President Obama embraces Constitution. Conservatives freak out.

Given their supposed passion for the Constitution, you would think that conservatives would have welcomed President Obama’s repeated references to the Constitution and the Declaration of Independence during his Inaugural Address on Monday.

And in fact, a few have. Newt Gingrich, for example, acknowledged in Human Events: “I was surprised how much President Obama had to say that I agreed with. His theme of making ‘real for every American’ the promise of our Declaration — ‘life, liberty, and the pursuit of happiness’ –  is central to the Republican credo. What Republican could dispute that?”

On the Far Right, however, it seems as if the very idea of a progressive politician rooting his arguments in the words of the Founding was enough to set heads on fire.

Right-wing commentators warn their fellow conservatives not to be lulled into complacency by the President’s clever “use” of the Founders’ language:

Matthew Spalding, writing for Heritage’s The Foundry:

In his speech, Obama uses many conservative phrases to cloak his intentions and wraps his project in the mantle of the Founding. But we mustn’t be fooled. He deploys those words to serve his own brand of progressive radicalism—and radical it is…

Rep. Paul Ryan, on the Laura Ingraham Show:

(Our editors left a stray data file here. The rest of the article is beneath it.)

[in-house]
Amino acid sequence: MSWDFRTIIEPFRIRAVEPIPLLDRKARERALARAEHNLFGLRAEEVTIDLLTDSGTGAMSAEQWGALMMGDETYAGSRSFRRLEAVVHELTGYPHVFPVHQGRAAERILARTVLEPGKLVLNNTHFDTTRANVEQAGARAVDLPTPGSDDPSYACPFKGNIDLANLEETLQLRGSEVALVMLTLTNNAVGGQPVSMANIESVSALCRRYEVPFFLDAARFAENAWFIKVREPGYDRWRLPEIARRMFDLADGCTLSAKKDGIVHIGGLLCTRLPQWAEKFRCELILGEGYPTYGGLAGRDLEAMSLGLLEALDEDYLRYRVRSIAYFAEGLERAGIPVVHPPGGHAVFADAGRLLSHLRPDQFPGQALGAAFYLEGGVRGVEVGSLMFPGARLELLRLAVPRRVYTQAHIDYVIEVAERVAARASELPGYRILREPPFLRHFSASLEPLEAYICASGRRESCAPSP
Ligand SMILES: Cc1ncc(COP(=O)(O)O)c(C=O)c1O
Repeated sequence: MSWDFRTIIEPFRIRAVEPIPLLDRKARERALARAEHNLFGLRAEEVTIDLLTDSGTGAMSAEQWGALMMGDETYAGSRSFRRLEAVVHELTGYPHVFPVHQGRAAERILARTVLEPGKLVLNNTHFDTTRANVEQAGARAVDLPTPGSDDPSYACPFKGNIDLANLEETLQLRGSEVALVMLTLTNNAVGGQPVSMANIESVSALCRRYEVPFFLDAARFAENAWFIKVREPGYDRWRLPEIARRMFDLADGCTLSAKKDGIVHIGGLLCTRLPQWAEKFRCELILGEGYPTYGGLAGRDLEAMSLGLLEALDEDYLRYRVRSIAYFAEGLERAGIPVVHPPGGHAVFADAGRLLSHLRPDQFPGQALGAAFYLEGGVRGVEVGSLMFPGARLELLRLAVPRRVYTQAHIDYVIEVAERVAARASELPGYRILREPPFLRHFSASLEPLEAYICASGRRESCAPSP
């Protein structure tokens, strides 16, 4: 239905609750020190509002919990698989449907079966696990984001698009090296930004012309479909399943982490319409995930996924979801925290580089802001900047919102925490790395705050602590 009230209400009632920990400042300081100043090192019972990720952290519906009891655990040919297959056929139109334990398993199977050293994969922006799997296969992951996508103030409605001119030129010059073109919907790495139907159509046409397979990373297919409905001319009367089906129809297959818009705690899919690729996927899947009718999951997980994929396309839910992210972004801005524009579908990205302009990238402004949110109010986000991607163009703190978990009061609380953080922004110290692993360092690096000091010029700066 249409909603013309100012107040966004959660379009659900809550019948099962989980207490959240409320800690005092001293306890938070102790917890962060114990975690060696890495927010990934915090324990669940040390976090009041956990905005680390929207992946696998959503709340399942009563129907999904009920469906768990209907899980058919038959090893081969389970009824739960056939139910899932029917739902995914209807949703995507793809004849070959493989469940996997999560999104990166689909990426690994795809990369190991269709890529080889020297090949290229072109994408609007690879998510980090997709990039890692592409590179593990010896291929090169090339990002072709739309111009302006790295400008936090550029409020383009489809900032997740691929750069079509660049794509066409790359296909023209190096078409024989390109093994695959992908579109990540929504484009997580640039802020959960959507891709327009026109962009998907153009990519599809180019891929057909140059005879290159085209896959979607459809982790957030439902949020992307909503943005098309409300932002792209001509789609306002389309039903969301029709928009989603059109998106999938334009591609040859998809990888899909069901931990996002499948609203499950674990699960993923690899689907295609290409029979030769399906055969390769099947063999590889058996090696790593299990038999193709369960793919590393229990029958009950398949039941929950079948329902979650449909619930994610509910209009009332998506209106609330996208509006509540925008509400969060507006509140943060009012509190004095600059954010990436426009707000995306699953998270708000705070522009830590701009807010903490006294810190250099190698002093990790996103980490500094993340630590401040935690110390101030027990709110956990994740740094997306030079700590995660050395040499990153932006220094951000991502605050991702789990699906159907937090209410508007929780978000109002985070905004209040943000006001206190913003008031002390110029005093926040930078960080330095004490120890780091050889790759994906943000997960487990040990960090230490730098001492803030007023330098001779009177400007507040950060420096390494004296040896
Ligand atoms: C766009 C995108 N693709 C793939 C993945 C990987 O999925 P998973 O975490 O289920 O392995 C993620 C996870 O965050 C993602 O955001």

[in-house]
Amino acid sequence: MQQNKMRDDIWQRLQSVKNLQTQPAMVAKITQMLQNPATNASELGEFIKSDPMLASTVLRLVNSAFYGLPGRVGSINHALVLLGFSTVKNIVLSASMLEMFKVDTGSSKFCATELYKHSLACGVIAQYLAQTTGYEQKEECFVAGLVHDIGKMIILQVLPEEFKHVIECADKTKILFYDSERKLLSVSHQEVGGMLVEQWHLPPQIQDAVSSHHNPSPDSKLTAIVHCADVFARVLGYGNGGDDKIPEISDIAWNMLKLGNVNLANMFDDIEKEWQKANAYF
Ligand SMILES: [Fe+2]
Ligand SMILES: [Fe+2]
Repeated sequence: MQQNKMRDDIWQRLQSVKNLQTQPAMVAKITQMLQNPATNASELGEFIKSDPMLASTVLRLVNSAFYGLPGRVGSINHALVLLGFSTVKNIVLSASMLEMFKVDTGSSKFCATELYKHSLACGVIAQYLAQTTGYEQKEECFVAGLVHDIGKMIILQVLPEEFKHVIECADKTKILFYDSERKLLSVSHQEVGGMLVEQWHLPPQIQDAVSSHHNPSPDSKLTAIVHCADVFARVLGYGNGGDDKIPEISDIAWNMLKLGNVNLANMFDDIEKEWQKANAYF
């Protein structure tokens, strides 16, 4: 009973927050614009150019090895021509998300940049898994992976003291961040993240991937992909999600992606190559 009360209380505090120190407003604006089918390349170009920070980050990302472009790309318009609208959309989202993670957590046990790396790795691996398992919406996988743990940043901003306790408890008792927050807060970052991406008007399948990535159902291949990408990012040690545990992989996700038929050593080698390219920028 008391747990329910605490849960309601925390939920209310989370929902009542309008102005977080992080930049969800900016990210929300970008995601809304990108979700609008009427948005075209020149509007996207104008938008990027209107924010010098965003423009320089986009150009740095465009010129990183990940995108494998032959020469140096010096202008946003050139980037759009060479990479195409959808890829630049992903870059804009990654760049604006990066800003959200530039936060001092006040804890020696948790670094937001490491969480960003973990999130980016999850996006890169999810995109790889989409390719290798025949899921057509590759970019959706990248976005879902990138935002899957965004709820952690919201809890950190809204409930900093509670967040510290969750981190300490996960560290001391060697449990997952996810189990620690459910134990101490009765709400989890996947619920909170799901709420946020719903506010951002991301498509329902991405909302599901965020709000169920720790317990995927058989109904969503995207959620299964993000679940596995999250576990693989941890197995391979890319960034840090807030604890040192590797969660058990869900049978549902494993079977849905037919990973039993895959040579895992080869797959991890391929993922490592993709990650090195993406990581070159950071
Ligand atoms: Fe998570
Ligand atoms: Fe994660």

The president is a proud and confident liberal progressive. He invoked the Constitution and Declaration at times, which is something everybody likes to hear, especially conservatives. But he invoked them sort of as a means to legitimize the agenda he has going forward, which is very partisan, very ideological, for sure.

Phillip Klein, in the Washington Examiner:

President Obama’s attempt during his second inaugural address to wrap his expansionist vision of government in the language of the nation’s founding is nothing new. He has been doing this ever since he gained national recognition for his soaring speech at the 2004 Democratic National Convention as a state senator.

Rich Lowry, in National Review:

All in all, it was a brazen performance… He used the Founders’ authority to advance an expansive conception of American government that would have been unrecognizable to them.

What’s striking about these statements isn’t the accusations that a vast left-wing conspiracy is afoot. This isn’t the first time that the President quoted Jefferson and conservatives heard only Marx. It probably won’t be the last.

What is most striking in these statements is the pervading sense of conservative ownership of the Constitution—the idea that even our Founders’ most broad, familiar words (“We the People…” and “Life, Liberty, and the Pursuit of Happiness”) are properly understood to be conservative phrases, and are misused in any other context. 

Once again, only Gingrich seemed to recognize that our founding documents are not designed to be the end of a great debate, but the beginning, writing: “President Obama may very well draw something different from that passage than we would, but that’s the heart of the argument we’re about to have.”

That’s the debate that we should be having: not whether one party owns the Constitution, but what the Constitution means.

We here at CAC welcome that discussion.